Consider the example of Christ. He chose the path of humility before people who wrongly accused him. He chose the path of silence before the Roman governor. These responses seem impossible for us, and they are if we are only trusting in ourselves. Yet Ephesians 3:20–21 reminds us that Christ does far more than we can ever imagine through his great power that works in us. A person relying on Christ does not have to love with pride or arrogance.

Love Does Not Act Unbecomingly (Is Not Rude)

I wish I had a dollar for every time one of my counselees was rude to the other. I am convinced that I could work for the church for free. Sometimes it comes in words, when one spouse says something that is not very nice to the other. Other times it comes in actions, when one spouse creates work for the other spouse. One person is simply being rude. Biblical love has no place for that. Biblical love chooses to be kind even when rude is tempting.


The second part of this article is available here.


Excerpted adapted from Tying the Knot: A Premarital Guide to a Strong & Lasting Marriage © 2016 by Rob Green. May not be reproduced without prior written permission.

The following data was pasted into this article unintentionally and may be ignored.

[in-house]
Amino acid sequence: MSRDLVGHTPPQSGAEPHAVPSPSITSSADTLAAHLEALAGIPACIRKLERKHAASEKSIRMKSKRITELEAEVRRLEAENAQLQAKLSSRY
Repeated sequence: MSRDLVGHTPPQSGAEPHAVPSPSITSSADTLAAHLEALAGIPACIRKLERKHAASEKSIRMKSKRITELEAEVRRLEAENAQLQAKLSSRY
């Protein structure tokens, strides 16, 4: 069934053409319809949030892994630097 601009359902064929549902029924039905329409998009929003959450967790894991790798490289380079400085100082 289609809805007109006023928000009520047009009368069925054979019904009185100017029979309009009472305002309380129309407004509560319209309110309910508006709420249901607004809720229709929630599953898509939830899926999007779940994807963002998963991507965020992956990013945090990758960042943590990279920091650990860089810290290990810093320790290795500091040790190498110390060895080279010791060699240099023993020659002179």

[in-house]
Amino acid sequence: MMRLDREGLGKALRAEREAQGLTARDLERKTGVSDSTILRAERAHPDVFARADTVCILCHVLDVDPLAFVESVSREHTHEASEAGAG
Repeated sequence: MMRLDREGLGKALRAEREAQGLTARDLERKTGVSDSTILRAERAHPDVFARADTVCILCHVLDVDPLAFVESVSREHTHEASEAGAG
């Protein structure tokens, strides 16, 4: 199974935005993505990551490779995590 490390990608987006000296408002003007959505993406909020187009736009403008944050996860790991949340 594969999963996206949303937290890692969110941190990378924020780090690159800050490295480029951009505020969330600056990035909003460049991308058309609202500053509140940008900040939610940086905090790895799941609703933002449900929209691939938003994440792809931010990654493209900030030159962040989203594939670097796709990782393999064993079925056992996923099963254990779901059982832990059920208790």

Tying the Knot Frontcover

TYING THE KNOT: A PREMARITAL GUIDE TO A STRONG AND LASTING MARRIAGE

Tying the Knot by Rob Green offers soon-to-be-married couples a practical vision of Christ-centered marriage that is realistic, hopeful, and actionable. This eight-session study guides couples through issues such as conflict, expectations, communication, finances, and intimacy, showing how each can be successfully resolved with Christ at the center of the marriage.

About the author

Rob Green

Rob Green, MDiv, Ph.D., is the pastor of Counseling and Seminary Ministries at Faith Church (Lafayette, Indiana). He is also a member of the council board of the Biblical Counseling Coalition as well as instructor and counselor at Faith Biblical Counseling. He is the author of Tying the Knot: A Premarital Guide to a Strong and Lasting Marriage and Tying Their Shoes: A Christ-Centered Approach to Preparing for Parenting (written with his wife, Stephanie). He is also the author of the minibooks A Father's Guide to Raising Boys, Can We Talk?, Leaving Your Family Behind, Not Tonight Honey, and Reuniting After Military Deployment.